It can be difficult asking for help. However, nip it in the bud. The possibility of a do-over may be non-existent.
Written by: Patricia I. James**
I was sitting in court not too long ago, listening to the cases before me. On this particular matter, an attorney was making his appearance telephonically. If I recall the circumstances correctly, he explained that he had been ill and continued to be ill (and he certainly sounded like it on the phone) so he had missed timely responding to some requests for admissions that apparently gutted his client’s lawsuit. He had requested an extension of time from opposing counsel but opposing counsel had denied this request. (To be fair, it is possible opposing counsel had previously granted an extension or two but finally had to go forward). The granting of the motion that was then before the court, based on the failure to respond to these admissions, would result in the dismissal of his client’s case. The tentative ruling was to grant the motion.
The attorney asked that the motion not be granted and, instead, that he be sanctioned for not timely responding to the requests for admissions. The judge listened carefully to both sides but said that she had to grant the motion. She said that, if he had come in ex parte and explained the situation, she could have helped him. However, now, it was too late.
This was heart-wrenching. I sat there, feeling so sorry for this attorney. However, the judge was right. She was following the law. I would have just liked to turn back time for this man. I don’t know what ultimately happened. However, I am inclined to guess that, on top of his illness, his burden was made heavier by his client’s lawsuit against him for malpractice. Bottom line, if he had just asked for help….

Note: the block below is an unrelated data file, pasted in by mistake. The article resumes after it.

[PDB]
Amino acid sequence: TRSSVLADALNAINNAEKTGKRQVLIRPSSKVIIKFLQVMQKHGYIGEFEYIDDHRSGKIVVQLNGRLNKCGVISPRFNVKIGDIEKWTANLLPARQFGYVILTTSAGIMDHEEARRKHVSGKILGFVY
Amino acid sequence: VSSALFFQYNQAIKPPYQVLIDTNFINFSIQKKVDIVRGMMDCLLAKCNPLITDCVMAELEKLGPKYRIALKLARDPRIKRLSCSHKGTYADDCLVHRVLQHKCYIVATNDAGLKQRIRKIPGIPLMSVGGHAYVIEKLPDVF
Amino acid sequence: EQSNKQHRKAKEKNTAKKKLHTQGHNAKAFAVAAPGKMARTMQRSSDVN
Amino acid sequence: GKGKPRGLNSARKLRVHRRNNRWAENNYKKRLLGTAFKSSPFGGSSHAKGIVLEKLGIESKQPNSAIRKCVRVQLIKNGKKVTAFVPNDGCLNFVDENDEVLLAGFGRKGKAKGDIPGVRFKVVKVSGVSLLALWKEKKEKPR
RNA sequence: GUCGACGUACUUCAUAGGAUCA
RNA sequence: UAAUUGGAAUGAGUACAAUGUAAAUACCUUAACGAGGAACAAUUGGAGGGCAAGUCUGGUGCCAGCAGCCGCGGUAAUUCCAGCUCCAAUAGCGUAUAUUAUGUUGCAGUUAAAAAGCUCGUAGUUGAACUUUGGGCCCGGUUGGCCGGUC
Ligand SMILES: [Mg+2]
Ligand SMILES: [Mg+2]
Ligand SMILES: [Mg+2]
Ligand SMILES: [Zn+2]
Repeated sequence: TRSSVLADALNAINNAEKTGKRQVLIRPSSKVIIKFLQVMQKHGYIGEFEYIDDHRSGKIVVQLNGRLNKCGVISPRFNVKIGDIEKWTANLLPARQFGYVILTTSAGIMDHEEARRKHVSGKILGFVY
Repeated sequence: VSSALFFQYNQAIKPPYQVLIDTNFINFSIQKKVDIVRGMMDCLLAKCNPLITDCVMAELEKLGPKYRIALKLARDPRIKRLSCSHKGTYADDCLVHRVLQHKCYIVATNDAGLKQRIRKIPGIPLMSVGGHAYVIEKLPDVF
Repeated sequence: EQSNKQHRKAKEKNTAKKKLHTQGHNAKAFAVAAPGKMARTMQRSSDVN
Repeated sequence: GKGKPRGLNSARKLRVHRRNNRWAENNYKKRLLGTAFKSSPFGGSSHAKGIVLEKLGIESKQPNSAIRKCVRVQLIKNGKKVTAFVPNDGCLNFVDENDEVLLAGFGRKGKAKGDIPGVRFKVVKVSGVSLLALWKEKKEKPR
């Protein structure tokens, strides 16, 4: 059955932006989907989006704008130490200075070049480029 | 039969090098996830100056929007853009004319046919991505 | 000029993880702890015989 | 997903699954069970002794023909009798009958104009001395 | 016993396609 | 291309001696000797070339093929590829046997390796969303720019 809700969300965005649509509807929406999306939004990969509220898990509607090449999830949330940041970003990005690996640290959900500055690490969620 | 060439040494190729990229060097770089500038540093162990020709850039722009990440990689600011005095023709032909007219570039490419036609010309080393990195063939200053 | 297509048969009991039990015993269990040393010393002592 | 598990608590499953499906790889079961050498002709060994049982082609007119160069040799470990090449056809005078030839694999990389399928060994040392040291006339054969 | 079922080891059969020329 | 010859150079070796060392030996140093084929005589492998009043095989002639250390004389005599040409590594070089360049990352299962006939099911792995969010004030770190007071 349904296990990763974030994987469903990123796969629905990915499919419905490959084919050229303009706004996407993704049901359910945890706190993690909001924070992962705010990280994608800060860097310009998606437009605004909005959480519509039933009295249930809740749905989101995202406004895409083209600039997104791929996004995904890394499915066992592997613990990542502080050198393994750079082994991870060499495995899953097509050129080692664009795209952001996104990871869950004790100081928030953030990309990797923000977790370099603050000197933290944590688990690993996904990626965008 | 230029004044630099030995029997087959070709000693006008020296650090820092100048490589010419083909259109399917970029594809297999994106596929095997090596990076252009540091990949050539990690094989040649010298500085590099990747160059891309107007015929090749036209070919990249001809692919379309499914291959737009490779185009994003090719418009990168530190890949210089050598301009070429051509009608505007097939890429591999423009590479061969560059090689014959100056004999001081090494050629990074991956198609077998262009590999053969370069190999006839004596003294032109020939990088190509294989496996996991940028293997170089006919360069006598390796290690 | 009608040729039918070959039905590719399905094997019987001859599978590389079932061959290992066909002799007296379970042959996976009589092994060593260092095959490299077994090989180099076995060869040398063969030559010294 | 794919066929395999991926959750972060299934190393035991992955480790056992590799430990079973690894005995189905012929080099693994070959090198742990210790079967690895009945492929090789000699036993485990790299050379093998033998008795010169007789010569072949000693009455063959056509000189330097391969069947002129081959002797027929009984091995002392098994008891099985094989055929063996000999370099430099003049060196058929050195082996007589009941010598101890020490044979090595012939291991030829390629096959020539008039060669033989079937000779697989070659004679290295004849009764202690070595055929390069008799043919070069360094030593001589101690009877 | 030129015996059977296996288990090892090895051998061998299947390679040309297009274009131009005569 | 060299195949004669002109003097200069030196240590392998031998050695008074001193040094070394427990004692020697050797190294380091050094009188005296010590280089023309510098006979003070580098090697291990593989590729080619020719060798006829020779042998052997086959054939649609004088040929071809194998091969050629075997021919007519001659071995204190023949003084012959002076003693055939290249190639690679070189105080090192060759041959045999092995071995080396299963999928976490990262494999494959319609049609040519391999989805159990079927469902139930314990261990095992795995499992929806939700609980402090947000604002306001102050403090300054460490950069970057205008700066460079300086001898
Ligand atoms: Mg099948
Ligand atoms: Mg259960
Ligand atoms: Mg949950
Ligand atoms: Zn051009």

On a personal note, some years back,I had missed a deadline to file a motion to compel further answers to discovery. Simply put, if I send out, for example, special interrogatories (specially prepared questions for that particular case) to the defendant, and I get what I deem to be inadequate answers, I have 45 days within which to bring a motion to compel further answers
Unfortunately, although I had computed the 45 day deadline adequately, I had overlooked the discovery and motion cutoff that was previously set by the court. (See Post #3). When my office called the calendar clerk to set a hearing, the first available date for the motion was after that motion and discovery cutoff. Thus, I had to set an ex parte hearing (a hearing that does not require the usual 30 day notice but just requires giving opposing counsel at least 24 hours notice prior to the hearing) to get an order shortening time to set the hearing or request that the hearing be set after the cutoff.
I appeared before a wonderful judge, who is now on the appellate court and, who I, along with various other female attorneys I spoke to, wanted to grow up to be just like her (keeping in mind that we were all about 40+ at the time). I just fell on my sword, told her that I made a mistake and explained what had happened, as set forth above. She very graciously accepted my explanation/apology and granted me additional time and a hearing date for the motion.
In sum, in law, as in real life, don’t ignore or bury your mistakes. You might hope that they will just go away (like that rattle I keep hearing in my car). However, more often than not, they won’t. and they can just get worse over time. Work on fixing them and, if possible, enlist the judges’ help. You just might be pleasantly surprised at how willing they are to do so.
**No portion of this Post is intended to constitute legal advice. The views expressed are solely those of the author.